Thomas Mehrling, MD, PhD, is Chief Executive Officer of the 2013 founded Mundipharma EDO GmbH in Basel, Switzerland. He is a Board Certified Pharmacist/Pharmacologist and obtained his PhD in Pharmacological Science based on pre-clinical research in serotonin-receptor antagonists for the treatment of nausea and vomiting caused by chemotherapy. This work provided the pathway to the market for tropisetron (Navoban®). He also is a Board Certified Physician and holds a Medical Doctor degree of the University of Frankfurt. He specialized and worked for several years in cardiology, hematology/oncology
and pediatric oncology.
Past attempts to improve treatment efficacy, by inventing various combinations of cytotoxic agents, have provided disappointing results. Patients, mostly treated in large cooperative trials, experienced little benefit from intensification of dose and schedule but instead suffered from frequent and severe adverse reactions. Classical chemotherapy now finds itself at a crossroad. In some cancers, treatment is increasingly reliant on just targeted therapies; whereas in others the demand for a less toxic combination of chemotherapy and targeted therapies creates the need for different drugs or ‘smarter’ ways to deliver chemotherapy to the tumor. As demand drives innovation chemotherapy is about to evolve, more effectively targeting tumor cells while reducing damage to healthy tissues. Two important trends are emerging: The development of antibodydrug conjugates (ADCs) and the exploitation of synergies of targeted and cytotoxic therapy through fusion molecules. Fusion molecules combine an established chemotherapy principle with a synergistic targeted mode of action in one molecule. By exerting their dual action simultaneously, fusion molecules may overcome the difficulties of combining single agents with different pharmacokinetics and other pharmacological factors. One fusion molecule, currently in development, combines the strong alkylating activity of bendamustine with the histone-deacetylase (HDAC) inhibitor vorinostat. The synergies of HDACinhibition and DNA-damaging agents, such as alkylators, provided the rationale for the synthesis of the first-in-class fusion molecule bendamustine-vorinostat. It is anticipated that this fusion molecule may have strong activity in various hematological malignancies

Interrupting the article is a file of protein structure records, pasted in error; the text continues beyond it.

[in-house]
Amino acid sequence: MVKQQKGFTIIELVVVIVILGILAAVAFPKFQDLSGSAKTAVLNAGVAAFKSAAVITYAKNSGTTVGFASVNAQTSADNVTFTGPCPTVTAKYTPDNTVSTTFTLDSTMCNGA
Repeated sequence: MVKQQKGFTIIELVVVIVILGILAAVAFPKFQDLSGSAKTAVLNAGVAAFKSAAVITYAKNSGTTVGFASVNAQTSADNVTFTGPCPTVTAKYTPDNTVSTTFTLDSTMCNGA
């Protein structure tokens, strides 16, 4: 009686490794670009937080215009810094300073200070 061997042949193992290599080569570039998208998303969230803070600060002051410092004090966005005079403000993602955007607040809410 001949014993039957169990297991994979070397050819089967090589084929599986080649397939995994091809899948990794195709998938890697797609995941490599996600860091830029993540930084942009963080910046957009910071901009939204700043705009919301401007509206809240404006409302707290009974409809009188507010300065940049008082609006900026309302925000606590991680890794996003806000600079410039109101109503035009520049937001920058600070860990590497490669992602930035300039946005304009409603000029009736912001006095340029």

and solid tumors.